Americans see tragedy surrounding our children and families every day. Most of these events are broadcast on television news or constantly being discussed on the internet, in forums or on social network sites. Automobile deaths attributed to texting or other distractions, natural disasters that take the lives and homes of friends or relatives, or news stories about friends who decided to take their own lives because they couldn’t cope with their circumstances. We know friends who have been raped, beaten and murdered, and friends who have overdosed at parties. We’ve watched airliners being flown into buildings and witnessed victims jumping to their deaths. Online videos show us massive car wrecks and people being attacked by both animals and humans. Americans know tragedy. Our children know tragedy. But when tragedy strikes, how do we as parents, teachers, counselors or just friends help those who have witnessed or survived these traumatic events?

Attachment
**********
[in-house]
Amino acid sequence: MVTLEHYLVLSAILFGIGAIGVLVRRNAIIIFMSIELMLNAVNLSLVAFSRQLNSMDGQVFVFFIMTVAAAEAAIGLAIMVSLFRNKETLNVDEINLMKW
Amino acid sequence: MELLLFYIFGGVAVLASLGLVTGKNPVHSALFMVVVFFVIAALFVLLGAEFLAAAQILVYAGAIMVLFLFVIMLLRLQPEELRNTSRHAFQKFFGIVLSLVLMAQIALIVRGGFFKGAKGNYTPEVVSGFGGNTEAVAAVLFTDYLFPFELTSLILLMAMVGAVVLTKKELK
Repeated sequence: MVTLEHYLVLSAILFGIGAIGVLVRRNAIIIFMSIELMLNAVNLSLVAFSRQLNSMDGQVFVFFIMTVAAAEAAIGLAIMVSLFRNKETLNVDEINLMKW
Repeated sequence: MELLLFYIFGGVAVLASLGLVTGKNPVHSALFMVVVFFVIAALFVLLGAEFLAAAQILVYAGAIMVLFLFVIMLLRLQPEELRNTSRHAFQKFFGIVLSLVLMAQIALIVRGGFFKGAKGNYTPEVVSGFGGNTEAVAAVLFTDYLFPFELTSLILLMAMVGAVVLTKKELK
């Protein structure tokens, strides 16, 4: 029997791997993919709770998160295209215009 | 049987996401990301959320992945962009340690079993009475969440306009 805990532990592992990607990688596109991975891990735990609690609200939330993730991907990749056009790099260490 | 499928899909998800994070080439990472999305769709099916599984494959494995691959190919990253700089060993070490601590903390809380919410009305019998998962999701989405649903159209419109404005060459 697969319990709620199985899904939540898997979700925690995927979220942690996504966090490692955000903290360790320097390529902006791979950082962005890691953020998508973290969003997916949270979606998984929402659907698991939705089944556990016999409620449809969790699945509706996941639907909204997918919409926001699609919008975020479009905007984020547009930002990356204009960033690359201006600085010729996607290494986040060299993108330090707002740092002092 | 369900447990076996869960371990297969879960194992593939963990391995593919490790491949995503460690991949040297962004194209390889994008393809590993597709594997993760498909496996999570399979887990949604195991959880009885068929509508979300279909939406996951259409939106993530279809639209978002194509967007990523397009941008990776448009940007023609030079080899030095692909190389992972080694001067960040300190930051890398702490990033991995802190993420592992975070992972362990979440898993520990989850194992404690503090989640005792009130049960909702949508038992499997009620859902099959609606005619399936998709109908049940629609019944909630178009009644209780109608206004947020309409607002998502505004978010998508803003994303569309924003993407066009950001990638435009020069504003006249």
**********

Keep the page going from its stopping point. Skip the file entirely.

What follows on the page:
Media on Children
Young children, teens and even adults may be disturbed by images and stories of people getting hurt in the media or on TV. Children can become anxious and fearful about the world around them. It is important to keep an eye on your TV guide at the start of each week and be aware of what is scheduled during your children’s viewing time.
Try to watch television with your kids (especially during the News), listen for their questions and answer them honestly. Tragedies affect everyone, both children and adults. Children need to talk about their fears, frustration and disbelief. It is important that we are watchful for these emotions and encourage open discussions.